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Diode Laser Surgery of Peripheral Developing Odontoma in a Pediatric Patient: A Case Report with Narrative Review of the Literature

Marta Forte
Giuseppe Barile
Antonio D’Amati
Giuseppe Ingravallo
Massimo Corsalini
Alfonso Manfuso
Gianfranco Favia
1 and
Saverio Capodiferro
Department of Interdisciplinary Medicine, University of Bari ‘Aldo Moro’, 70100 Bari, Italy
Department of Precision and Regenerative Medicine and Ionian Area (DiMePRe-J), University of Bari ‘Aldo Moro’, 70100 Bari, Italy
Authors to whom correspondence should be addressed.
These authors equally contributed to the paper as co-first authors.
Surgeries 2024, 5(2), 391-401;
Submission received: 13 February 2024 / Revised: 29 April 2024 / Accepted: 8 May 2024 / Published: 11 May 2024


Peripheral developing odontoma is a rare odontogenic lesion that mostly occurs in children. Their clinical and radiological features generally provide clinical suspicion of a benign lesion but only a histological examination may lead to the final diagnosis. Surgical management is generally easy and resolutive, but it can become more complicated in uncooperative patients and may thus require additional procedures to perform a fit surgery. We report a case of peripheral developing odontoma of the palatal aspect of the anterior maxilla that occurred in an uncooperative child subsequently treated by diode laser surgery, highlighting the benefit of this kind of surgery in pediatric patients. Data from the literature on peripheral developing odontoma have been collected and discussed with a narrative review.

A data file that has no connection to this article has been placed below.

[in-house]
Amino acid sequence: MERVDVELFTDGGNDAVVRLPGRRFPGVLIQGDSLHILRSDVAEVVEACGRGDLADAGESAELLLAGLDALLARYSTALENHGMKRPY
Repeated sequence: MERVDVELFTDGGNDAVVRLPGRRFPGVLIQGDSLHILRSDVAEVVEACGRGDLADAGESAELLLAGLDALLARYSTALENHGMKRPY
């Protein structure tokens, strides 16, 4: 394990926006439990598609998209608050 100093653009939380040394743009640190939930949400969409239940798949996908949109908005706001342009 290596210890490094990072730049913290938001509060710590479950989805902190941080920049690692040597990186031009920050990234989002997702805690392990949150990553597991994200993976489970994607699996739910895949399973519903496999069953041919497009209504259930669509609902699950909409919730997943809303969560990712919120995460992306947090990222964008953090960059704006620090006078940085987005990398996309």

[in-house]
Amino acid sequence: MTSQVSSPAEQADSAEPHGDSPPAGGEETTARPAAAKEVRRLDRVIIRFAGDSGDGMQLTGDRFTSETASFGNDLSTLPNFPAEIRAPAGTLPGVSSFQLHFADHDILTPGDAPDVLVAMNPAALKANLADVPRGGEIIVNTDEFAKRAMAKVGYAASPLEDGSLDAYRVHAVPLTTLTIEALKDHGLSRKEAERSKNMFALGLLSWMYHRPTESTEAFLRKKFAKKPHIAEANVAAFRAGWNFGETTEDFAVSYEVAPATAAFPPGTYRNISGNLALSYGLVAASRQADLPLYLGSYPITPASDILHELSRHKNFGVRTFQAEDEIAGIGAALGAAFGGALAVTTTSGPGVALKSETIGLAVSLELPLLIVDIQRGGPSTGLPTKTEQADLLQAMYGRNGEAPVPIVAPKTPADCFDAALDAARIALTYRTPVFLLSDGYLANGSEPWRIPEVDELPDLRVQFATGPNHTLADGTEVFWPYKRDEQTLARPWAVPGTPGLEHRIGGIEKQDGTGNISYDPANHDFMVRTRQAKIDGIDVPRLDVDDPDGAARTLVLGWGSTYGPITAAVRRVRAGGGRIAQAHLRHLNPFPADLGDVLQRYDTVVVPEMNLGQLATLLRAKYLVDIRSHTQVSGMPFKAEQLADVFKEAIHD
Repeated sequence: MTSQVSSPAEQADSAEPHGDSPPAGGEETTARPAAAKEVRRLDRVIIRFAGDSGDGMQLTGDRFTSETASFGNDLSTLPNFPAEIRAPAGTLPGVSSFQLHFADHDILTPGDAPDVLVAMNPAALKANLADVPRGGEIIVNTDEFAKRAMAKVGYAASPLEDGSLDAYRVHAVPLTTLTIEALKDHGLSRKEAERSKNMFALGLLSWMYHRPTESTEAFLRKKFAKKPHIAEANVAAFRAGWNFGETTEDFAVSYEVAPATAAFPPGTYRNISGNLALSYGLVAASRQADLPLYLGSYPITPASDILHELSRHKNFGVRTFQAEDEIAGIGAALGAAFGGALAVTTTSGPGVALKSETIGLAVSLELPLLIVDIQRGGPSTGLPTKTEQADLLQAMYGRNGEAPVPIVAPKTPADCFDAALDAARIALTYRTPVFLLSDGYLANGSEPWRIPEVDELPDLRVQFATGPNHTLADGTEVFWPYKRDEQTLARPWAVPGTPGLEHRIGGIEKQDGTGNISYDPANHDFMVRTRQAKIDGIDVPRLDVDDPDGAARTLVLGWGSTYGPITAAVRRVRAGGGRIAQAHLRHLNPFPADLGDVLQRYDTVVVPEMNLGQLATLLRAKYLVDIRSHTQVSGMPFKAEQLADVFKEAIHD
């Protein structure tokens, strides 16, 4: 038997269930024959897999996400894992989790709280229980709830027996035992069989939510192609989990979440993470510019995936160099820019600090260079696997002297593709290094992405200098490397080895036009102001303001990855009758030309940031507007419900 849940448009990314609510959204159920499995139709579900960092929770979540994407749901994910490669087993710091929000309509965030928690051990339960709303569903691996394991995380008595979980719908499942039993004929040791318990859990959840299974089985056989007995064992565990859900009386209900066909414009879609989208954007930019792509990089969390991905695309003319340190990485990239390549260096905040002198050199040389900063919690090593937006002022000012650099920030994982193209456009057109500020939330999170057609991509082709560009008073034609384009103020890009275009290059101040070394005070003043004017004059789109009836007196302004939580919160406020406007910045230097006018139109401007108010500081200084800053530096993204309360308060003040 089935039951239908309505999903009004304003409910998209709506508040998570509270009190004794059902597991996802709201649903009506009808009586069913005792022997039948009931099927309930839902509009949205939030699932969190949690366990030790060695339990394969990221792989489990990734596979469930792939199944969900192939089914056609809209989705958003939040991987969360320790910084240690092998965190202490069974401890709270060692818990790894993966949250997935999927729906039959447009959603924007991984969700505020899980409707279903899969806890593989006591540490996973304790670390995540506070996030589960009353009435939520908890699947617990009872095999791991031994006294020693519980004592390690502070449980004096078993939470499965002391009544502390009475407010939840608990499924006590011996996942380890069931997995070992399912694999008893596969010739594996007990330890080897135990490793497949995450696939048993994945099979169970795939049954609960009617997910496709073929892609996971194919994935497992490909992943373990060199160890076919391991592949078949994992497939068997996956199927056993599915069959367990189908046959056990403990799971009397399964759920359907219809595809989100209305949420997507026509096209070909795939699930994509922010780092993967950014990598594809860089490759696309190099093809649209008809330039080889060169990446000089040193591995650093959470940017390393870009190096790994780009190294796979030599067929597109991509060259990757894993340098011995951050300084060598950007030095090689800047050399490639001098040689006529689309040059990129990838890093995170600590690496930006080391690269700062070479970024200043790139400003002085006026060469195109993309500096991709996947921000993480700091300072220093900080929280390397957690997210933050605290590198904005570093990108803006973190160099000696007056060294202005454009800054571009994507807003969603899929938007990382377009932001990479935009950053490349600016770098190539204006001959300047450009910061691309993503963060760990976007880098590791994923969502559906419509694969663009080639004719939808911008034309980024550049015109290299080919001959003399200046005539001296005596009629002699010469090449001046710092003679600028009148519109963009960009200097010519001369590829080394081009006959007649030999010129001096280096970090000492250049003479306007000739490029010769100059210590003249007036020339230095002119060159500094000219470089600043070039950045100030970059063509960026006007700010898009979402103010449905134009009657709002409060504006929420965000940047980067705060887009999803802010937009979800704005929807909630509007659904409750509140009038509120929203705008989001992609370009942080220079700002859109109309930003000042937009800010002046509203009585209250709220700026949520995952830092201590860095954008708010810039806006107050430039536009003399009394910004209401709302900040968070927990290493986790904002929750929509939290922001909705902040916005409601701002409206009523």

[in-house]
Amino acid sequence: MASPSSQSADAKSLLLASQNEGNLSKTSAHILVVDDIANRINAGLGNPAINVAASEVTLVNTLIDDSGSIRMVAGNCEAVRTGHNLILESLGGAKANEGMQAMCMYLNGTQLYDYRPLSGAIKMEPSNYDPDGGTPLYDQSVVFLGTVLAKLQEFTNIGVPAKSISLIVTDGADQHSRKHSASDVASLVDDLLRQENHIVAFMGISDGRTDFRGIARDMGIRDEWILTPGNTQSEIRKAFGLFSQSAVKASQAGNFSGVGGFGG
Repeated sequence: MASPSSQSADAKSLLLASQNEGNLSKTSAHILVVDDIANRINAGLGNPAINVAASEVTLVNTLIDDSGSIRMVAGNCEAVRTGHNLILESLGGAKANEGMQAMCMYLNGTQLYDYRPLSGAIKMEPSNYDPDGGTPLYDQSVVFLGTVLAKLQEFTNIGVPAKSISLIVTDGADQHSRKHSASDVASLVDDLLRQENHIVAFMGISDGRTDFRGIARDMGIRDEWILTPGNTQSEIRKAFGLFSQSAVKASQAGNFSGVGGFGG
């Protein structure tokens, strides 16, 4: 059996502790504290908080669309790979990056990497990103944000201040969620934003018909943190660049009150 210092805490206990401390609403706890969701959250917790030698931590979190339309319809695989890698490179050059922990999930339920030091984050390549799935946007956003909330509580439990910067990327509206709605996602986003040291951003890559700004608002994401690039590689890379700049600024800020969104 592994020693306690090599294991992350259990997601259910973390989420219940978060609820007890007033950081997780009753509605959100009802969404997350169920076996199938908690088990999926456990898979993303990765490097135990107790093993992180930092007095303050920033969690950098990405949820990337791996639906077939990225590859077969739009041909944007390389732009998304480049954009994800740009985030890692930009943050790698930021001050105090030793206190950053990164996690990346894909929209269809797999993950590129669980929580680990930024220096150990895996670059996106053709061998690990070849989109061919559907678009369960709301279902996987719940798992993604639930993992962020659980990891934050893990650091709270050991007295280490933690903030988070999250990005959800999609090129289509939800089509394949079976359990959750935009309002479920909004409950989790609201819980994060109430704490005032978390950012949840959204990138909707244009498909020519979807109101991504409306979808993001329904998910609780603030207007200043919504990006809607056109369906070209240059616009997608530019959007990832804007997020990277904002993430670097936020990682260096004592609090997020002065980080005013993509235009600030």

1. Introduction

Odontogenic tumors are a heterogeneous group of benign and malignant lesions characterized by different clinical presentations and histopathological features [1]. In pediatric patients, they account for less than 10% of oral pathologies [2]. Among these tumors, odontomas are described as common, hamartomatous odontogenic lesions, associated with the interference of permanent and deciduous teeth eruption or tooth germ replacement at the site of development [3]. Although they are usually intraosseous, peripheral developments in soft tissues are also described in the literature and referred to as “peripheral odontoma” (PO), “gingival odontoma”, “gingival peripheral odontoma”, “extraosseous odontoma”, and “soft tissue odontoma” [3,4]. Due to its origin, nature, and histopathology, Ide et al. described the lesion as “peripheral developing odontoma” [5,6]. In fact, developing odontomas are classified as a subgroup lacking the complete differentiation pattern of odontomas but appearing more differentiated than ameloblastic fibro-odontoma, and are also rarer and mainly occurring in children [7,8]. As a consequence, differential diagnosis between developing odontomas and ameloblastic fibro-odontoma is hardly challenging [8,9].
In the literature, odontomas are clinically divided into three categories, namely intraosseous, peripheral, or extraosseous and erupted [10]. Central odontoma is the most frequently described, followed by erupted odontoma, while PO is extremely rare [10]. Peripheral or extraosseous manifestations usually appear as gingival or mucosal soft tissue swellings and are histologically similar to their intraosseous counterpart [11]. Although there is no consensus about their origin, it is mostly reported that peripheral odontoma originates specifically from the remnants of the dental lamina (rests of Serres) situated in the gingiva; also, another suggestion is that tooth-like structures arise from soft tissue remnants of the odontogenic epithelium with epithelial–mesenchymal interactions [9]. In the etiology of odontoma, some authors have described the possible association with local trauma in the primary dentition, as well as inflammatory and/or infectious processes, odontoblastic hyperactivity, and genetic alterations associated or otherwise with hereditary conditions (e.g., Gardner syndrome, Hermanns syndrome) [12].
The classic clinical appearance includes gingiva or mucosal swelling, slow growing and asymptomatic, and without bone involvement based on radiographs [13,14,15].